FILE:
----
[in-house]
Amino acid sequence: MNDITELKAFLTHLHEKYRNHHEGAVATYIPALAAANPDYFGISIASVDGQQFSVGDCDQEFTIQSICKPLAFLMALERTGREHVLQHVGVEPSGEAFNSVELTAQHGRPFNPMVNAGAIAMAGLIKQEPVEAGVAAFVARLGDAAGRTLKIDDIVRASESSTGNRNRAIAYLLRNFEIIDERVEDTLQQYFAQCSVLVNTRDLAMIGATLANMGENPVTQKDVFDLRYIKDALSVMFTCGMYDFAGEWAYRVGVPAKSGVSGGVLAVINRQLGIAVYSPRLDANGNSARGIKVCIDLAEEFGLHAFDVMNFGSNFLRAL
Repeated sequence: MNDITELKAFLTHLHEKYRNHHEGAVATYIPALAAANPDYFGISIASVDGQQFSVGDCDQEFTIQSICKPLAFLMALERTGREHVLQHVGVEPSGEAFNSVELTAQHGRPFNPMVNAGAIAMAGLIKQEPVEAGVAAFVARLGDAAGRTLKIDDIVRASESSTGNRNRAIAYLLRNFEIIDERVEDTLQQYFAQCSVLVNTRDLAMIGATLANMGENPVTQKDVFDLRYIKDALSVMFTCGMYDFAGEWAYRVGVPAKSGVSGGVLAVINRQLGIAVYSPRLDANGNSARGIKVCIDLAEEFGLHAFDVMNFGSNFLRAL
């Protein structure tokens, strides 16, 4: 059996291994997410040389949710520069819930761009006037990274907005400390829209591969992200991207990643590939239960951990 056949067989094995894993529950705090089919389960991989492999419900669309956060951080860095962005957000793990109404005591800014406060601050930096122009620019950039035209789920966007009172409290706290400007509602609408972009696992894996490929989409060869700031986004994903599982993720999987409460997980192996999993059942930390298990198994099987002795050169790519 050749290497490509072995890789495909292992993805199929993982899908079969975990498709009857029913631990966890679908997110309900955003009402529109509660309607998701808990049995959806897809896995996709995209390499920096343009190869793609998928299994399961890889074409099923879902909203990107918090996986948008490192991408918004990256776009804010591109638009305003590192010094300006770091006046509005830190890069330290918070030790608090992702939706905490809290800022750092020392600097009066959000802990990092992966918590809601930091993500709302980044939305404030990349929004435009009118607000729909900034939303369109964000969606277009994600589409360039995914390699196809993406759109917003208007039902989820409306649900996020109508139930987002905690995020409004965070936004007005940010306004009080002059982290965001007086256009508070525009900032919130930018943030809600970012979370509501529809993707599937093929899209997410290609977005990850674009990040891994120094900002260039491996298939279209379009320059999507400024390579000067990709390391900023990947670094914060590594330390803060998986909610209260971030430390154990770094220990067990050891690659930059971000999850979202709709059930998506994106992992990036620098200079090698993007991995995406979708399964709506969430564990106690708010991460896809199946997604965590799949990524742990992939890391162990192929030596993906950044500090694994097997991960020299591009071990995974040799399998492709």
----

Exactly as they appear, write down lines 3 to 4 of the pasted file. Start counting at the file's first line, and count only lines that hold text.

Repeated sequence: MNDITELKAFLTHLHEKYRNHHEGAVATYIPALAAANPDYFGISIASVDGQQFSVGDCDQEFTIQSICKPLAFLMALERTGREHVLQHVGVEPSGEAFNSVELTAQHGRPFNPMVNAGAIAMAGLIKQEPVEAGVAAFVARLGDAAGRTLKIDDIVRASESSTGNRNRAIAYLLRNFEIIDERVEDTLQQYFAQCSVLVNTRDLAMIGATLANMGENPVTQKDVFDLRYIKDALSVMFTCGMYDFAGEWAYRVGVPAKSGVSGGVLAVINRQLGIAVYSPRLDANGNSARGIKVCIDLAEEFGLHAFDVMNFGSNFLRAL
């Protein structure tokens, strides 16, 4: 059996291994997410040389949710520069819930761009006037990274907005400390829209591969992200991207990643590939239960951990 056949067989094995894993529950705090089919389960991989492999419900669309956060951080860095962005957000793990109404005591800014406060601050930096122009620019950039035209789920966007009172409290706290400007509602609408972009696992894996490929989409060869700031986004994903599982993720999987409460997980192996999993059942930390298990198994099987002795050169790519 050749290497490509072995890789495909292992993805199929993982899908079969975990498709009857029913631990966890679908997110309900955003009402529109509660309607998701808990049995959806897809896995996709995209390499920096343009190869793609998928299994399961890889074409099923879902909203990107918090996986948008490192991408918004990256776009804010591109638009305003590192010094300006770091006046509005830190890069330290918070030790608090992702939706905490809290800022750092020392600097009066959000802990990092992966918590809601930091993500709302980044939305404030990349929004435009009118607000729909900034939303369109964000969606277009994600589409360039995914390699196809993406759109917003208007039902989820409306649900996020109508139930987002905690995020409004965070936004007005940010306004009080002059982290965001007086256009508070525009900032919130930018943030809600970012979370509501529809993707599937093929899209997410290609977005990850674009990040891994120094900002260039491996298939279209379009320059999507400024390579000067990709390391900023990947670094914060590594330390803060998986909610209260971030430390154990770094220990067990050891690659930059971000999850979202709709059930998506994106992992990036620098200079090698993007991995995406979708399964709506969430564990106690708010991460896809199946997604965590799949990524742990992939890391162990192929030596993906950044500090694994097997991960020299591009071990995974040799399998492709």